Hitch and hiked deaths

Christopher Hitchens is a pretty good writer — erudite, insightful, witty — until the topic becomes Iraq. Then he loses it. Unfortunately, these days the topic is generally Iraq.

This week (yes, I’m late to the party) he takes aim at The Lancet for publishing a recent peer-reviewed study from Johns Hopkins on excess deaths in Iraq since the invasion, poking fun at their “imprecise” figure; he’s as ignorant of statistical sampling as he is of missile technology (“Not that there are any non-ballistic missiles” — strange that the Iraq war hawk should be ignorant of guided missiles). Similar to the side-swipe that I just made at him, he takes a swipe at a letter to the editor that Lancet published some years earlier, on excess deaths of children due to sanctions.

After that, it gets a bit murkier: I really can’t understand what he’s saying. The few claims he makes that I follow — such as that the occupying forces “issue regular statistics” on civilian deaths — seem risibly naive. But mostly he doesn’t make any claims at all, only insinuations, and it’s hard to tell what those are too.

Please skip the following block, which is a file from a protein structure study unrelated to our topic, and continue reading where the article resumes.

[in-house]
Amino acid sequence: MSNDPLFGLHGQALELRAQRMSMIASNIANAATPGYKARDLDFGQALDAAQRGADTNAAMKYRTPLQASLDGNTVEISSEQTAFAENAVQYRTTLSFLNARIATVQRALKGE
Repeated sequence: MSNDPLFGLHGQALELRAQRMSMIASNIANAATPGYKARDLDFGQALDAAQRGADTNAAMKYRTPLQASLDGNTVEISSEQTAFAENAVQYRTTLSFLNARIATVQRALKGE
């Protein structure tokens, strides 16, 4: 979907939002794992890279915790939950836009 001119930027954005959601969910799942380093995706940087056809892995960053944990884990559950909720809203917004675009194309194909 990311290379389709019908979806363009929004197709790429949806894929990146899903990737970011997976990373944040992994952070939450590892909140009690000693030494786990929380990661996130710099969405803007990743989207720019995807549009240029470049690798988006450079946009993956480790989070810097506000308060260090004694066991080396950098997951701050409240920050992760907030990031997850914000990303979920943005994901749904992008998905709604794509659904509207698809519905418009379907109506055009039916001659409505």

Why waste time on Hitchens? Because he used to be a valuable and entertaining writer and has done useful work in the past, including exposing such people as Henry Kissinger and Mother Teresa. (I wonder why more people never asked the obvious question: how did the good Mother spend those millions of dollars she received from prizes and donors over the world, and why didn’t some of that money go into improving medical facilities at her hospices?) And he’s still capable of taking accurate aim, with entertaining results, at the Catholic church and other easy targets when he feels like it. But he could have been a relevant writer. If he hoped, by defecting from the left (a defection I’m quite in sympathy with), to become more in tune with the new American century, it hasn’t worked. He used to be amusing; now he’s a joke.

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